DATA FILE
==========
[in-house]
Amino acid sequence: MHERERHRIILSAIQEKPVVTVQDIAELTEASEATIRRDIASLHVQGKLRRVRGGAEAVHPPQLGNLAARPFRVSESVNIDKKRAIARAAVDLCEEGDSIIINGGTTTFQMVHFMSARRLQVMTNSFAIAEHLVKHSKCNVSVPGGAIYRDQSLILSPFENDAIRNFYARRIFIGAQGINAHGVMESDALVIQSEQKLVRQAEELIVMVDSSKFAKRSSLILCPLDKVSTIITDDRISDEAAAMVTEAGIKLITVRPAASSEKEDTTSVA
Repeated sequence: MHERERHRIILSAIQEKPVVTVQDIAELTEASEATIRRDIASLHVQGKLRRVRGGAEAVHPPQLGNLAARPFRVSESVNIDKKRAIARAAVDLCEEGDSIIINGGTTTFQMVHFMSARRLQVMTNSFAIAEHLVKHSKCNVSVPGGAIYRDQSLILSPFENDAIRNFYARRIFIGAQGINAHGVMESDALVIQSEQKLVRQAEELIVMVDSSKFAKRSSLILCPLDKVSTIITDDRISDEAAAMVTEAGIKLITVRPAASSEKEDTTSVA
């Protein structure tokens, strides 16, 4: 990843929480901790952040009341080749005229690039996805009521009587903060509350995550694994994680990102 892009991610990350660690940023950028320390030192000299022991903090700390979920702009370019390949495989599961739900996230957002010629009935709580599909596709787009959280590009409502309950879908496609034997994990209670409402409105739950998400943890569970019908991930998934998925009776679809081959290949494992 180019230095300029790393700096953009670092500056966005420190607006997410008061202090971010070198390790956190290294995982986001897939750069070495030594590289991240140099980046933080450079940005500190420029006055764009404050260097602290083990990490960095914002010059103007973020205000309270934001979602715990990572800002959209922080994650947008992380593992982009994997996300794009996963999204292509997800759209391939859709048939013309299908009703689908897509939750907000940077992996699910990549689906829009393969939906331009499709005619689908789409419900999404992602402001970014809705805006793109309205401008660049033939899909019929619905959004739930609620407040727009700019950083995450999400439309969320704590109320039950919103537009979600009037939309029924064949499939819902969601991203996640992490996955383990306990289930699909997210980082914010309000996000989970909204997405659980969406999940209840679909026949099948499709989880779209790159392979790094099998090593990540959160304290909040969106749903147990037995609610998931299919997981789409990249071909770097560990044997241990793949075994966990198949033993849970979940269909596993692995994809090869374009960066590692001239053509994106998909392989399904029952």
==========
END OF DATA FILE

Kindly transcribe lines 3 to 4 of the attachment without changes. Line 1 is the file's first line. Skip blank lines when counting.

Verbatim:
Repeated sequence: MHERERHRIILSAIQEKPVVTVQDIAELTEASEATIRRDIASLHVQGKLRRVRGGAEAVHPPQLGNLAARPFRVSESVNIDKKRAIARAAVDLCEEGDSIIINGGTTTFQMVHFMSARRLQVMTNSFAIAEHLVKHSKCNVSVPGGAIYRDQSLILSPFENDAIRNFYARRIFIGAQGINAHGVMESDALVIQSEQKLVRQAEELIVMVDSSKFAKRSSLILCPLDKVSTIITDDRISDEAAAMVTEAGIKLITVRPAASSEKEDTTSVA
């Protein structure tokens, strides 16, 4: 990843929480901790952040009341080749005229690039996805009521009587903060509350995550694994994680990102 892009991610990350660690940023950028320390030192000299022991903090700390979920702009370019390949495989599961739900996230957002010629009935709580599909596709787009959280590009409502309950879908496609034997994990209670409402409105739950998400943890569970019908991930998934998925009776679809081959290949494992 180019230095300029790393700096953009670092500056966005420190607006997410008061202090971010070198390790956190290294995982986001897939750069070495030594590289991240140099980046933080450079940005500190420029006055764009404050260097602290083990990490960095914002010059103007973020205000309270934001979602715990990572800002959209922080994650947008992380593992982009994997996300794009996963999204292509997800759209391939859709048939013309299908009703689908897509939750907000940077992996699910990549689906829009393969939906331009499709005619689908789409419900999404992602402001970014809705805006793109309205401008660049033939899909019929619905959004739930609620407040727009700019950083995450999400439309969320704590109320039950919103537009979600009037939309029924064949499939819902969601991203996640992490996955383990306990289930699909997210980082914010309000996000989970909204997405659980969406999940209840679909026949099948499709989880779209790159392979790094099998090593990540959160304290909040969106749903147990037995609610998931299919997981789409990249071909770097560990044997241990793949075994966990198949033993849970979940269909596993692995994809090869374009960066590692001239053509994106998909392989399904029952």